This is the April 2017 issue of the Transportation and Hydrogen Newsletter.
April 25, 2017
Integration Moves Energy Savings and Connectivity to the Next Level
NREL has led a variety of projects to integrate EVs with the electric grid, renewable energy sources, buildings, and infrastructure. One project quantified potential savings from managed EV charging combined with a California grid with a high percentage of energy supplied by wind and solar. Simulation results, based on three million EVs implementing 50% optimized charging, indicate substantial annual benefits—$310 million in grid savings, 1%–3% reduction in electricity costs, and 1.5% reduction in peak demand. Other ongoing projects focus on vehicle-to-building integration and interoperability standards development.
Research Explores Wireless Charging System Requirements
Dynamic inductive wireless power transfer (WPT), which recharges electric vehicle (EV) batteries while a vehicle is in motion, can address two hurdles to widespread EV adoption—battery capacity and range. NREL will soon begin using a WPT system for its on-campus employee shuttle, which will also be used as a platform for further research. In preparation, NREL studied key considerations in system right-sizing, including battery capacity and the number and location of ground transmitter coils, based on real-world operations data from the existing shuttle.
Groundbreaking ASTM Standard Paves Way for New High-Performance Fuels & Engines
An NREL team led an effort through ASTM International in establishing a new test fuel standard crucial to set the stage for the commercial introduction of high-octane fuel and high-performance fuel-efficient engines. The standard will support production of 100-research octane number fuel, making innovations in spark-ignition engine efficiency—such as higher compression ratios, higher power densities, increased turbocharger boost pressures, downsizing, and downspeeding—more feasible.
Understanding Perceived Risks and Barriers to Investing in Alternative Fuel Infrastructure
Fueling infrastructure availability is a key barrier to the widespread adoption of alternative fuel vehicles, but limited vehicle adoption can increase the perceived risk of investing in fueling infrastructure. NREL conducted interviews with industry experts and stakeholders to identify the barriers to investments in fueling infrastructure in California for three alternative fuels for passenger vehicles: compressed natural gas, hydrogen, and electricity. Results and insights from the study can guide investment decisions, incentive programs, and deployment plans for alternative fueling infrastructure in the United States and elsewhere.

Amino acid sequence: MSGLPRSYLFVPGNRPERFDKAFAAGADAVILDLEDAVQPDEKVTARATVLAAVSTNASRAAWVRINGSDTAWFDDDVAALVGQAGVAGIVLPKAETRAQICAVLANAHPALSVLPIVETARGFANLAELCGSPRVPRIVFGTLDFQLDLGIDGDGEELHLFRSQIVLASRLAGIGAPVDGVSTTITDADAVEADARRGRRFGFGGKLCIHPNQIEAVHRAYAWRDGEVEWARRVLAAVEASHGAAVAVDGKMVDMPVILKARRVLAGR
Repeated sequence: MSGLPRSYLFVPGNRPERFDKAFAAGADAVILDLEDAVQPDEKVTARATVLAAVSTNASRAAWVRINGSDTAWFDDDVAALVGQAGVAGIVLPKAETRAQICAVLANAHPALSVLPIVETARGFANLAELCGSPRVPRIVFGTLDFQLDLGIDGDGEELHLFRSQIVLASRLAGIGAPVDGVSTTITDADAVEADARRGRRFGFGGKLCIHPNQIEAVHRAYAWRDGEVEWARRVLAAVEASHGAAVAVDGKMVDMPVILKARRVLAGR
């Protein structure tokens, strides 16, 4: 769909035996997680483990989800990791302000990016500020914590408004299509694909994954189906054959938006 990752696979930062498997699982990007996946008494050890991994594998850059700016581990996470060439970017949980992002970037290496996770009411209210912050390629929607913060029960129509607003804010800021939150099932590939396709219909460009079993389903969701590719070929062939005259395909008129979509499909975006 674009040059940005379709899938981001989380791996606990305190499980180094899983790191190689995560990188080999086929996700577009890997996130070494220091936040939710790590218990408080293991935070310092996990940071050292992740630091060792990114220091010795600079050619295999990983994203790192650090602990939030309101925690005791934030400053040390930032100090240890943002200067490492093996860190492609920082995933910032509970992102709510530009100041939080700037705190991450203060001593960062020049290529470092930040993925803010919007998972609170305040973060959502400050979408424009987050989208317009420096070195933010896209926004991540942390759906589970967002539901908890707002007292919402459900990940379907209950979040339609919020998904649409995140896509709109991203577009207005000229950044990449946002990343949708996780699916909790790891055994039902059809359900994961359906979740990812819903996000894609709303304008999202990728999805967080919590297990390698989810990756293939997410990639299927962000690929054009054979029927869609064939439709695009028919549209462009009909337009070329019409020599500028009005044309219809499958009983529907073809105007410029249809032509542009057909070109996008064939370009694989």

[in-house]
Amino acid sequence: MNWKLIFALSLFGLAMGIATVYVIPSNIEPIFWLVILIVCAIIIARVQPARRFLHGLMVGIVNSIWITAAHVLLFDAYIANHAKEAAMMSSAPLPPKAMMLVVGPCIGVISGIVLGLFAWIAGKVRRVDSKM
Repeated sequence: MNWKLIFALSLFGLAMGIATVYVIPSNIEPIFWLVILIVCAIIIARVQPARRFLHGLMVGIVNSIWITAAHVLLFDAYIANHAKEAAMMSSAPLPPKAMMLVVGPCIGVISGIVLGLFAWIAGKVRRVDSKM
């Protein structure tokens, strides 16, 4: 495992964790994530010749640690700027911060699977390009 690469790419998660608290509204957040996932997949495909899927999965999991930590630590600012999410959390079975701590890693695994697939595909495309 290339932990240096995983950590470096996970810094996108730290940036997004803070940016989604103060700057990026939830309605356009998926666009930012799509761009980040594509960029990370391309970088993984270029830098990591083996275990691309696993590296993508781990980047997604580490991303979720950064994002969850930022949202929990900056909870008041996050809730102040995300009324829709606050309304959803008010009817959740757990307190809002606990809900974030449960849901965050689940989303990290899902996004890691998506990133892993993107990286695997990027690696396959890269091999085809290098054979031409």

New Data Available on Hydrogen Fueling Infrastructure Progress
New composite data products (CDPs) from NREL's National Fuel Cell Technology Evaluation Center show the status of hydrogen fueling station cost, performance, reliability, utilization, safety, hydrogen quality, and energy use. Results are provided for all stations—including data from pre-commercial or demonstration stations that have been fueling cars for several years—as well as from just those newer retail stations that sell hydrogen by the kilogram to fuel cell EV customers.
Collaborative Review Explores Ways to Minimize Mistakes at the Pump
Drivers can and do damage vehicles by filling up with the wrong fuels, and researchers want to minimize the risk of this mistake when new Co-Optima high-performance formulas hit the market. A comprehensive review by experts from nine national labs involved in this collaborative initiative spotlights the primary causes of vehicle misfueling, resulting issues, and potential strategies for mitigation.
Tool Provides In-Depth Financial Analysis of Hydrogen Stations
The Hydrogen Financial Analysis Scenario Tool (H2FAST) is used for evaluating business cases and risk of investments in hydrogen infrastructure. In a recent webinar, NREL described the new features and capabilities of this tool, which can be used by analysts to evaluate a wide variety of hydrogen infrastructure components and supply chains ranging from production and delivery to retail dispensing stations. The model also provides detailed incentives analysis for evaluating policy effectiveness.